According to a recent Bankrate survey, Americans are saving more for retirement in 2018. In fact, 28 percent of employed individuals say that they are saving more this year than they were in 2017.
The previous financial crisis may have a lot to do with it. Many people lost their homes and their savings, or they came dangerously close to doing so. It especially impacted those who may have already been living too much outside of what their budget comfortably allowed.
Elizabeth Miranda spoke to Bankrate about her experiences after losing just about everything:
“We lived high. Once we were able to scale back and save, that was a life lesson. I will never go back there again. Today, we have a smaller townhouse for us and our 12-year-old son, and we keep things as small as possible so we can save more for retirement and vacations. Those are our main goals.”
As for those who have not boosted the amount they are putting into retirement, roughly half of respondents are still putting aside the same amount they did last year, and an additional 13 percent are contributing less. For many, this is due to a combination of a stagnant income and prices that are on the rise. Twenty-six percent of the survey respondents stated that they had not increased the amount they are saving because of either a drop in income or no change in income.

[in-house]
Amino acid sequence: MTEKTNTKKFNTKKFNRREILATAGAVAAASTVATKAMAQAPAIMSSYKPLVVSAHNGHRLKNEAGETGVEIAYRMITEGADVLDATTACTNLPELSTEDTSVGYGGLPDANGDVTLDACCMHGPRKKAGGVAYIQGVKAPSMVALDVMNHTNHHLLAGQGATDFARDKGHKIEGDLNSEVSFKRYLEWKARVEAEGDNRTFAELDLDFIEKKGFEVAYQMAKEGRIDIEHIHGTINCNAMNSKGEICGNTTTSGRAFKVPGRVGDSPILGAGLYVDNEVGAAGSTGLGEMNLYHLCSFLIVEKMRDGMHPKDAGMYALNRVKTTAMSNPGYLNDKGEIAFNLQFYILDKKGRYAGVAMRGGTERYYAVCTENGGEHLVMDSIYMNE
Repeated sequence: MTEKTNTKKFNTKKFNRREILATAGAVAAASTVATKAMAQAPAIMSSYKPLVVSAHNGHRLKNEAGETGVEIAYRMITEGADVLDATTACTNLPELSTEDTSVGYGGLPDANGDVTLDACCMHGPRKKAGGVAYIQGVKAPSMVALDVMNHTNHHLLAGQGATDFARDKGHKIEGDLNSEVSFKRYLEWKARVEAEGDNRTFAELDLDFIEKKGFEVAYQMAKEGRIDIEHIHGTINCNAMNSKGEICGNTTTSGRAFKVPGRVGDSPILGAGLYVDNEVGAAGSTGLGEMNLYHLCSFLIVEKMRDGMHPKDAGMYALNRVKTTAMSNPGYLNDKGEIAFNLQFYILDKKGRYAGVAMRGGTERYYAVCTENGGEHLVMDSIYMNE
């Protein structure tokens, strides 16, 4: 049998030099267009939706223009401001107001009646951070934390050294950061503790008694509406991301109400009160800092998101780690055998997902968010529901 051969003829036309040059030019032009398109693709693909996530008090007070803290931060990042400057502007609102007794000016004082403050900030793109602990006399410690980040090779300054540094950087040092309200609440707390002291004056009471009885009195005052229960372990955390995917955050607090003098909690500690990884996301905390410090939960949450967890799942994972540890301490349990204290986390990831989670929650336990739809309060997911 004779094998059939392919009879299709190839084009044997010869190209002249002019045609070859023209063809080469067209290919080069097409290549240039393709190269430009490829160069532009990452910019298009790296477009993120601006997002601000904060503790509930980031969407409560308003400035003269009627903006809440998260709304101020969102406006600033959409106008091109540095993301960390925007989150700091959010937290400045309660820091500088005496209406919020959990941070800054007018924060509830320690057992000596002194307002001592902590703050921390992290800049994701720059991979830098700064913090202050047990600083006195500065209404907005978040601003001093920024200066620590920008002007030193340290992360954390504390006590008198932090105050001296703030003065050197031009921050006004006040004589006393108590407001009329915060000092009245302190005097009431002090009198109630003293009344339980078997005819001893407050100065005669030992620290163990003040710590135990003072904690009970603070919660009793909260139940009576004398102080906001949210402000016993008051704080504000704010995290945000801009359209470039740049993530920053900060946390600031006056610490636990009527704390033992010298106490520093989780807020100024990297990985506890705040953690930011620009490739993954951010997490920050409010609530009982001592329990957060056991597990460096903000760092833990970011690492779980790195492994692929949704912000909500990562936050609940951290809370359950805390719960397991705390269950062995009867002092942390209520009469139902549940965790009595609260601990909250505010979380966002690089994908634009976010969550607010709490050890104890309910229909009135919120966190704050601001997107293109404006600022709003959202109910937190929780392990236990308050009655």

For decades Americans have been struggling with wages that have not caught up with the cost of living. In fact, our purchasing power is still roughly the same today as it was in 1978. However, in 1978, first-home purchases were lower in value and often took up less square footage. Educational loans were less of a problem as well. We also didn’t have the additional costs of staying connected via mobile and internet. In other words, we are spending more despite living on essentially the same amount of money and with the same purchasing power as previous generations, once adjusted for inflation. Many of our woes may be more lifestyle related than anything.
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